The state Republican Party did spend more than $10,000 in March on absentee ballot applications, which were mailed to residents of East Anchorage and South Anchorage -- the site of the two most competitive Assembly races -- with a message from Sullivan that "this coming election is too important to miss."

Randy Ruedrich, a former chairman of the party who worked on the mailer, said that the applications were probably more highly concentrated in East Anchorage. But he added that any further investment in Trombley's race would have been counterproductive.

"If it's a nonpartisan election, the Democrats would make it a huge issue if we did anything, and that would be not helpful," he said. "We did what is helpful."

Another problem for Trombley was his sponsorship of an Assembly measure last month that dedicated as parkland 16 acres of city property in East Anchorage -- a move that was ultimately vetoed by Sullivan and got Trombley hammered by conservative talk radio hosts, according to Hellenthal.

While the attempt earned Trombley some support in his district, at least one voter -- former Northeast Community Council president Ainslie Phillips -- said that Trombley had initially fought local residents on the park, which she had not forgotten.

"He was one of the staunchest objectors of the park. And on the labor vote, he went along with that until it became politically correct," she said. "Those were Hail Mary attempts for him to win his seat back. People recognized that."

Bill Starr, one of Trombley's Assembly allies who also switched his vote on the labor law, disagreed, saying that the two were simply trying to back away from a measure that had proven unsuccessful.

"I think we realized the legislation wasn't all that good," he said. "I don't think Adam weighed his decisions based on 'Will this get me re-elected or not?' I think he was genuinely thinking, like I did, that the legislation was wrongly delivered, and it needed work."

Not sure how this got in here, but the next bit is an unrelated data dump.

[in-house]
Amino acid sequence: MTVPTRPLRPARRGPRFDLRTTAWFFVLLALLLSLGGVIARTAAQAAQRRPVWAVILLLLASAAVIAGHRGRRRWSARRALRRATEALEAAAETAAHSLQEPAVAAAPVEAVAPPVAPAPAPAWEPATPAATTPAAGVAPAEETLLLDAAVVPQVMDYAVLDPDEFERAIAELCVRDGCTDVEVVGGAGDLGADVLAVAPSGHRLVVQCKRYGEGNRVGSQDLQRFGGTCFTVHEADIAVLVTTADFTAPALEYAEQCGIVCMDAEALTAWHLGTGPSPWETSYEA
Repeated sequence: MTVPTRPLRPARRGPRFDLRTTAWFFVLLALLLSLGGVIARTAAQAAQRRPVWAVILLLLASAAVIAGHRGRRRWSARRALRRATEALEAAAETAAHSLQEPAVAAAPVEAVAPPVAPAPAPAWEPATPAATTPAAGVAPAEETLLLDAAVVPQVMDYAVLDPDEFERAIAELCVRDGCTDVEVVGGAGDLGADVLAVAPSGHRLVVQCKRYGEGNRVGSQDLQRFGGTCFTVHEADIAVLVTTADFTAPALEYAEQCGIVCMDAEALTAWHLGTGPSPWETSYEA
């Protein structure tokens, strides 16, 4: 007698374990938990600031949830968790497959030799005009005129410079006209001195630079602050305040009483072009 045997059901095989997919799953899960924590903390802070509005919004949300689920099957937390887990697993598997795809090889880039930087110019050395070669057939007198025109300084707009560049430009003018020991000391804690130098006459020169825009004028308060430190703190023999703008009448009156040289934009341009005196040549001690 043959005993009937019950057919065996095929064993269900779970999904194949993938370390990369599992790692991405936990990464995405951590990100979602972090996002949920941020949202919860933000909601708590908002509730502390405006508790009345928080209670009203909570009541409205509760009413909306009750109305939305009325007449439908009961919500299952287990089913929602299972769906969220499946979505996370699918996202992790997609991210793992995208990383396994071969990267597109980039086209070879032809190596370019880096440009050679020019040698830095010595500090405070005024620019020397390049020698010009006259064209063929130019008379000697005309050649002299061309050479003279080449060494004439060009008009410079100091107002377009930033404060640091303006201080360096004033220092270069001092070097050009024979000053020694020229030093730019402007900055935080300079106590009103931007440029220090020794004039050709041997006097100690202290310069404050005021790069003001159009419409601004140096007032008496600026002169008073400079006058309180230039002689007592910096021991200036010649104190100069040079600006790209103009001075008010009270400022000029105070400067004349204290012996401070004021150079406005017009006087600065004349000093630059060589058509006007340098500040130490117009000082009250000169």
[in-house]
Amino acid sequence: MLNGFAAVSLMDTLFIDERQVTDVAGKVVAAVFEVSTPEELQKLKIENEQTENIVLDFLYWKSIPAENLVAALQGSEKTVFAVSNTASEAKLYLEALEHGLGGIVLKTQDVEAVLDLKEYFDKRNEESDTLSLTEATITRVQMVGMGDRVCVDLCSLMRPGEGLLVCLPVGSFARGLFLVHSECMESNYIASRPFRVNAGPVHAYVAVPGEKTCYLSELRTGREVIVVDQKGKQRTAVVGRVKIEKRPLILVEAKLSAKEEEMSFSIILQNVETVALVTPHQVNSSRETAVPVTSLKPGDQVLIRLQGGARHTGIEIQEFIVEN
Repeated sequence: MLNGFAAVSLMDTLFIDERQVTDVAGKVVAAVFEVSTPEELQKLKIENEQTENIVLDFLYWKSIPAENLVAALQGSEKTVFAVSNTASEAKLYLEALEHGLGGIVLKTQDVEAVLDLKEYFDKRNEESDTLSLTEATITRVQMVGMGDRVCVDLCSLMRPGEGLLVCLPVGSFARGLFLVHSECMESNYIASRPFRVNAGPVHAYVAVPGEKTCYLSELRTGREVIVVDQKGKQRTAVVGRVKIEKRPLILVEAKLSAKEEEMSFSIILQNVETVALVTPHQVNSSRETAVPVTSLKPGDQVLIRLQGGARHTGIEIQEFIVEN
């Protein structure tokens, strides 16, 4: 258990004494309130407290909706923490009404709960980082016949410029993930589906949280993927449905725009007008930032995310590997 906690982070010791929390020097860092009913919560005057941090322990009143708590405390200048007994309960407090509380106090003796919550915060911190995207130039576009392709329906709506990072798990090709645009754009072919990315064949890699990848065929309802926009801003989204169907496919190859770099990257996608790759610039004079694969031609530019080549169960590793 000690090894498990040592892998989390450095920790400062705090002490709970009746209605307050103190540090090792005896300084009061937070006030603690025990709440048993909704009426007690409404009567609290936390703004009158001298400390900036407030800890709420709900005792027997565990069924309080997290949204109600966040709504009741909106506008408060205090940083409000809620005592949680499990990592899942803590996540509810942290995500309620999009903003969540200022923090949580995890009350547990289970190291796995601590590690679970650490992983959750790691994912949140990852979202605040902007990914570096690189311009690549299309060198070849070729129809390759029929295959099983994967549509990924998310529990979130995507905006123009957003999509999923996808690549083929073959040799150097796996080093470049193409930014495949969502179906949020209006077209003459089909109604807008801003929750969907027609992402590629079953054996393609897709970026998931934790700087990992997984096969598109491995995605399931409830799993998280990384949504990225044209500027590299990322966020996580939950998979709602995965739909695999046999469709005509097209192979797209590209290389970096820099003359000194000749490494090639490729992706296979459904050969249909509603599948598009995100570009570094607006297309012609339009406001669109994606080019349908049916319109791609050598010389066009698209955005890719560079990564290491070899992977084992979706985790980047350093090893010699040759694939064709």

But regardless of Trombley's motivation, his retreat from the labor law may not even have registered with voters as much as his initial support -- which was firm when the Assembly voted to cut off public testimony on the measure last year, infuriating local union members and their supporters.

"I heard this from several candidates going door to door: The public was more concerned about AO-37 and the process, than the knowledge of what the ordinance did or didn't do. And Adam had a role in the damaged process," said Derek Hsieh, the president of the city police union, which gave money to a union group that paid for radio ads attacking Trombley. "If we went out and actually tried to explain to people what AO-37 did or didn't do, we lose people. Cutting off public testimony ... they get that in about two seconds."

Another factor that may have hurt Trombley was the 20 percent of voters who ended up picking Tosi, a first-time candidate who's a community organizer and former NFL player.

Petersen's supporters had speculated that Tosi was recruited by Republicans in an attempt to split East Anchorage's more liberal voters, which would have boosted Trombley's candidacy.

But according to Hellenthal, Trombley's consultant, internal campaign polls showed that Tosi's presence in the race hurt Trombley more than it hurt Petersen.

Then there was what Hellenthal described as a last-minute misstep by Trombley's campaign -- a failure to organize groups of sign-wavers at key intersections in the last days before the election.

"It dropped through the cracks," Hellenthal said. "We didn't close out our campaign, where Tosi and Petersen both did."

Ultimately, though, Hellenthal placed much of the weight on conservatives' failure to coalesce around Trombley -- which appears to have cost them control of the Assembly.

"Every time the majority party starts to disintegrate, it's because they infight," Hellenthal said, referencing to the clashes between Trombley and Sullivan. "And they end up divided and conquered."

Reach Nathaniel Herz at or 257-4311.